The American fans...well all the MXDN fans... were really dedicated.
Allison Kennedy photo
In the spectator’s area next to Henry’s Hill I also saw a guy climb up
between two trees to catch the action. He had to be about 40 feet in
the air, and he stayed up there for like three hours! The dedication of
American fans is unbelievable!
I’ve also been ribbing Ping about not going to the race. His excuse? “I want my first des Nations experience to be in Europe.” What a jerk. He’s still hoping to maybe represent Team Puerto Rico at an upcoming MXoN.
Since Maryland isn’t too far from our headquarters in Morgantown, WV, a few of us road tripped it down to Budds in our company vehicle—a 2007 Toyota Tundra. (www.toyota.com) I joined Managing Editor Bryan Stealey, his wife Susan (AKA, “Sarah Whitmore”) and Racer X designer Dave Brozik, and what a blast we had. All I can say is this: You got to check out The Racer X Motocross Show on Motocross.com! (Yes, it’s an inside joke.)
Brozik decided to camp out at the track Saturday night to get the full MXdn experience. “It was like the High Point of old,” said Dave on Sunday morning, with his eyes half open, reeking like camp fire and stale Budweiser. What he means is that it was one hell of a party scene. The police report is not available at this time.
What about the hospitality at this event? I’ve never seen anything like it. Racer X Publisher Scott Wallenberg had exactly 83 different bracelets on his right arm, allowing him into the various hospitality areas on site—he looked like one of those women in Africa who walk around with jar of water on their heads, arms covered in bracelets.
As for myself, I only had five. Thanks to Mario at Red Bull for the liquid energy, Terry Baisley at Fly for the H20, Randy Richardson at Michelin for the chicken, Lou Lopez at Parts Unlimited for the pasta and Mike Farber at Racer X for the comedy. I love you guys!
Speaking of Red Bull, I was chatting with Mario over there, who drives the show hauler, and he told me that he had the same last name as one of the riders on Team Greece, and he’s not related to the guy. In America, a common last name is Smith or Jones. Do you know what Mario’s last name is? Panagiotopoulos!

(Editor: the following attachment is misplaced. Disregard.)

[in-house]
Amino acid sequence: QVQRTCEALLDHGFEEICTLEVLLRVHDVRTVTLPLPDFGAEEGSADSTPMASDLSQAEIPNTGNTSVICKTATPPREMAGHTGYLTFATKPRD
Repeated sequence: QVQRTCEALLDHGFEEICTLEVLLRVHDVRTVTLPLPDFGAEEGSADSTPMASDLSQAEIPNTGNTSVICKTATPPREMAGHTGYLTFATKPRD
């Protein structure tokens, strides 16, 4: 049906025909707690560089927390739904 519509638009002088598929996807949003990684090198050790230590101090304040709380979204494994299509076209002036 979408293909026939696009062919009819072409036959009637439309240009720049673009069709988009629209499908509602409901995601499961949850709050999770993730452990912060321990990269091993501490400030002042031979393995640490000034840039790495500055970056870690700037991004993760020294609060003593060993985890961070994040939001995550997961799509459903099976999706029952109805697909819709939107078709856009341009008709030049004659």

If you’re a regular reader of Racer X, you’ll appreciate this: I finally got to meet the legendary Johnny O’Hannah. You know, the guy who sends in pictures wearing a fro and old-school motocross apparel. We haven’t run any Johnny O’Hannah stuff lately because he’s in the Navy and has been serving our country in Iraq and Afghanistan the past several years. O’Hannah grew up in Woodstock, NY, and attended the ’87 MXdN, and this is a race he definitely didn’t want to miss. It was a good time and a pleasure to meet you, O’Hannah!
The vendor’s area was slammed all weekend long, and I noticed people in the crowd eating French fries and mayonnaise! Nice!
One more observation: the music. To be honest, I kind of dug it. Well, not really all the country music, but I thought the European techno stuff was pretty cool that they were playing over the PA system. Heck, they even left it on for like the first 10 minutes of the third moto on Sunday. I think it helps pump up the crowd and the riders and makes for a better show.
Overall, I thought the event was a grand slam! I just wouldn’t have wanted to be in charge of the litter crew today. And I can’t wait to go to Northern Ireland in 2008!
Okay, thanks Billy! As usual send your questions to email@example.com and I will try my best to get back to you guys. Look for my next column from the U.S. Open in a few weeks.